Yes, you may appeal. Do note that the programme committee will consider appeals only if you just missed the requirements (you can do this using the PPE Major Enrolment Portal). Note that the current policy of considering appeals will also be subjected to review on a year to year basis.

What's the estimated Year 1 intake?
For 2019, we admitted around 25 students, though less than half matriculated (the rest are male students on National Service who will enter NUS from 2020). Note, however, that we made offers to--and were ready to admit--many more students than that.


PPE as a Major 

Are there specific modules that only PPE majors have access to?
There are some modules specifically created for the PPE programme (PE2101P Introduction to Philosophy, Politics, and Economics, PE3101P Decision Theory and Social Choice, and the upcoming 4000 level PE coded modules). But like modules from other majors, non-major students aren’t barred from enrolling in them as long as they meet any listed pre-requisites, even though PPE majors will have priority.

Is the workload of a PPE major equivalent to that of taking three majors concurrently? Will there still be space for a second major (including a cross faculty one), or a minor?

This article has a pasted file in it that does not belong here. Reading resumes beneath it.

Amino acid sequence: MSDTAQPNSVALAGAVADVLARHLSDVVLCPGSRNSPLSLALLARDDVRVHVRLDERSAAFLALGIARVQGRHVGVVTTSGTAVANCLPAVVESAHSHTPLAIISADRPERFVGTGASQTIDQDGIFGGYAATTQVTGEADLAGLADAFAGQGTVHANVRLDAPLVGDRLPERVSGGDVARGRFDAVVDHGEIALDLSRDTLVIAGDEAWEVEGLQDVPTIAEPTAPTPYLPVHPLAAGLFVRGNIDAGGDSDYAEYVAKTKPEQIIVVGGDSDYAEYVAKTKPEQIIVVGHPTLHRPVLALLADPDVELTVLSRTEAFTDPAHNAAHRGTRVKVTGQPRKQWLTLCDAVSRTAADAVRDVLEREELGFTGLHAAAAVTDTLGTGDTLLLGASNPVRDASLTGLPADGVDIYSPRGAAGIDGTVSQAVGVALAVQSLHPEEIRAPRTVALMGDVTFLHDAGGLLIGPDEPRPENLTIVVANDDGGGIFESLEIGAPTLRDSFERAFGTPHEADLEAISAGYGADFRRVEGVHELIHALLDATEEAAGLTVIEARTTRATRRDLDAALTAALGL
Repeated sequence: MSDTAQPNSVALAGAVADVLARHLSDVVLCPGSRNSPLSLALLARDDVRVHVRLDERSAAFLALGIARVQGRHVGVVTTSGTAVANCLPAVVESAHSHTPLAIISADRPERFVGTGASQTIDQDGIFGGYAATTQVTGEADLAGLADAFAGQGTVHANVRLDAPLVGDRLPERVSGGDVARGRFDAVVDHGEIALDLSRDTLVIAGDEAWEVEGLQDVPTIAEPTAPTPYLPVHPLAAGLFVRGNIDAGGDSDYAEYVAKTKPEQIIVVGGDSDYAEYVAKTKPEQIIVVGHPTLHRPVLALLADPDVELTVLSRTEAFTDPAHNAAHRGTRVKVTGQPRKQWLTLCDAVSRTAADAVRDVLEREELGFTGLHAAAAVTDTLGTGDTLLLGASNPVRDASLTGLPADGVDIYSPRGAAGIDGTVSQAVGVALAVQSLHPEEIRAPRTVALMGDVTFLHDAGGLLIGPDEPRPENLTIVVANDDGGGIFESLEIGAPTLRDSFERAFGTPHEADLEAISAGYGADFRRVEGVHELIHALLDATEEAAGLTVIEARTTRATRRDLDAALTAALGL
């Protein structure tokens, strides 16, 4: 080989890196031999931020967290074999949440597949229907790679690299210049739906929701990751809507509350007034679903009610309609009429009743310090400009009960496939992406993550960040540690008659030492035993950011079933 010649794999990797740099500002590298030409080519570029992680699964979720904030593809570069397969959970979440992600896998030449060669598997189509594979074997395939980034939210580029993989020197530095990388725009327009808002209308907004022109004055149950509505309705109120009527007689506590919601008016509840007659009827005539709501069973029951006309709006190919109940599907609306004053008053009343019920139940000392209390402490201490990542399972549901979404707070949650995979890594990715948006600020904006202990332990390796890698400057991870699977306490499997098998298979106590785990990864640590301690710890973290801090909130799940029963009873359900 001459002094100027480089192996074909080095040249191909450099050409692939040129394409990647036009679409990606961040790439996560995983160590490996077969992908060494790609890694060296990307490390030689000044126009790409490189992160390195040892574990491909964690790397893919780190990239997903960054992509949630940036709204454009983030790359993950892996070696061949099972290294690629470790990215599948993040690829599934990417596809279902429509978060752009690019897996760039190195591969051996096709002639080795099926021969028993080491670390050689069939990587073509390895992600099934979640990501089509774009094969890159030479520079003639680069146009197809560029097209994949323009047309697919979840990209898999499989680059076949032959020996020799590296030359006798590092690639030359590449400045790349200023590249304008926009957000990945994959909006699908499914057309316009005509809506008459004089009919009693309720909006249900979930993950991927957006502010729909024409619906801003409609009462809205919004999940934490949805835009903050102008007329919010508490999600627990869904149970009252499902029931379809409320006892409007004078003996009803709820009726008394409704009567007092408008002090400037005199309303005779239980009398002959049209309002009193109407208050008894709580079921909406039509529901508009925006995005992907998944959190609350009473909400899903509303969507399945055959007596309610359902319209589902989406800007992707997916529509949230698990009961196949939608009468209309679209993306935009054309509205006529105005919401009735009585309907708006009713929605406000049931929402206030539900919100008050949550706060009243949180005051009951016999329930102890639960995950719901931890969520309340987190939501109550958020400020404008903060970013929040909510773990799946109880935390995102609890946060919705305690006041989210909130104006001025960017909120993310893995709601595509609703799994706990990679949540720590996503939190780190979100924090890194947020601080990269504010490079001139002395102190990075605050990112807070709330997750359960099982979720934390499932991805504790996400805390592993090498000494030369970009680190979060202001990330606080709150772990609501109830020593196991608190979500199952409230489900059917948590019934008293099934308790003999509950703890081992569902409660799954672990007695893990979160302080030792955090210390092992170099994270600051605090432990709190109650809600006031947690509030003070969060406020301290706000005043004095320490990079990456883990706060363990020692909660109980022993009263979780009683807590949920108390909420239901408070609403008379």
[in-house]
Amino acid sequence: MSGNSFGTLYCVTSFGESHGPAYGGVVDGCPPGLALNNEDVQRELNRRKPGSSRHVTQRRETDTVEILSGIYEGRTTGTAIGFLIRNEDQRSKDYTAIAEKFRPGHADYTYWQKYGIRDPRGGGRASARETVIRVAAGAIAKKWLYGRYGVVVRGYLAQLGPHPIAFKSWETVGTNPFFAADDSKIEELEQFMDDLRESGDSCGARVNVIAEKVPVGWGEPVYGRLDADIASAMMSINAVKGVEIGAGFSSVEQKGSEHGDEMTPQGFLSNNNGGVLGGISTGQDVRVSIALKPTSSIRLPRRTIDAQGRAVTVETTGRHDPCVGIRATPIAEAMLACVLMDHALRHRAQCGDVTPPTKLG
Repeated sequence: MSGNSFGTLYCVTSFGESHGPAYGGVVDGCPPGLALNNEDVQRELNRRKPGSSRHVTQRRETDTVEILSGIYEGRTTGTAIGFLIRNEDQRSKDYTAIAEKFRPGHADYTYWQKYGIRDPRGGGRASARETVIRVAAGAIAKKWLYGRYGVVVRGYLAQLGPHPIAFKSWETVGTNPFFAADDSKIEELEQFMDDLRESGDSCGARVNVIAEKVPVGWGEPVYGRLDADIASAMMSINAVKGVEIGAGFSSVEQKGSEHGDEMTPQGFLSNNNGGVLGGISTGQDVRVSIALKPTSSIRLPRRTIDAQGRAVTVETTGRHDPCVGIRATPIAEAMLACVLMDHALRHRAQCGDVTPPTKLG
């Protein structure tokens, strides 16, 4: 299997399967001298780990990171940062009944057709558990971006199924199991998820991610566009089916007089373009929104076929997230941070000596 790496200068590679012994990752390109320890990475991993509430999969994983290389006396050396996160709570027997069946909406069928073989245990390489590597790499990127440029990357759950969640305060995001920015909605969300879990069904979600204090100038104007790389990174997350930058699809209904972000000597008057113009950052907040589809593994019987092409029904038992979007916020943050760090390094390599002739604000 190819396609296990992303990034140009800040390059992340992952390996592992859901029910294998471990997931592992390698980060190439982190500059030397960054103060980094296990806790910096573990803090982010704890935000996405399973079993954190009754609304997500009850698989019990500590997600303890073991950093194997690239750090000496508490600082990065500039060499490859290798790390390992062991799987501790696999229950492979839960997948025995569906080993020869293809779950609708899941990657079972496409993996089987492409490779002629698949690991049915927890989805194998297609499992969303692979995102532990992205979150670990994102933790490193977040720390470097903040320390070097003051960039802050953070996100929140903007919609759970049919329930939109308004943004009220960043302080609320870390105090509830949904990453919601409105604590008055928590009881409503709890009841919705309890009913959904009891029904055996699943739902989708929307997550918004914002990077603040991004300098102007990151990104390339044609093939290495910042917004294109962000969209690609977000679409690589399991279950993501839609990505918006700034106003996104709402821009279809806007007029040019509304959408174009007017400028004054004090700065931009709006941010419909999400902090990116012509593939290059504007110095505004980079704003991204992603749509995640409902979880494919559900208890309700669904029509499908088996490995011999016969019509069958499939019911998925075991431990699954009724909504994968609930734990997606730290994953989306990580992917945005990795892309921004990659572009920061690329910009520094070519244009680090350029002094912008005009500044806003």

The PPE major is designed to be around the same size (in terms of number of modules) as a regular single subject major in FASS, so the workload should not be significantly different. The overall graduation requirements for PPE students (in terms of number of modules) is the same as any single-subject major in FASS. PPE students will also have roughly the same “unrestricted elective space” as other FASS majors. And like them, they can use this space for a second major (including a cross faculty one), minors, and other pursuits. The only restriction is that they can’t have the PPE specialization discipline as their second major.

Does PPE provide students with sufficient depth across the various disciplines given its emphasis on breadth? Does the PPE Programme sacrifice depth for breadth?